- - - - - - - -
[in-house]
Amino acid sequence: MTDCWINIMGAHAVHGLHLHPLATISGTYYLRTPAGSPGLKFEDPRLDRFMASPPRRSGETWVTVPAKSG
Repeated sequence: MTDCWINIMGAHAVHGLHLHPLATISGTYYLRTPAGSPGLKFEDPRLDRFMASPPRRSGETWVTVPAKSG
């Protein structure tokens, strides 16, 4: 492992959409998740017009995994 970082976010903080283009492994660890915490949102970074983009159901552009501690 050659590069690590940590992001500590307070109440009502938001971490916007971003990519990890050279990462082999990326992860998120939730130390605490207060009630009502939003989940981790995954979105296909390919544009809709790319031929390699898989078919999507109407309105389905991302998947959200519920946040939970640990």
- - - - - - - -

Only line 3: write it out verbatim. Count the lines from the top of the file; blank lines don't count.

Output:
Repeated sequence: MTDCWINIMGAHAVHGLHLHPLATISGTYYLRTPAGSPGLKFEDPRLDRFMASPPRRSGETWVTVPAKSG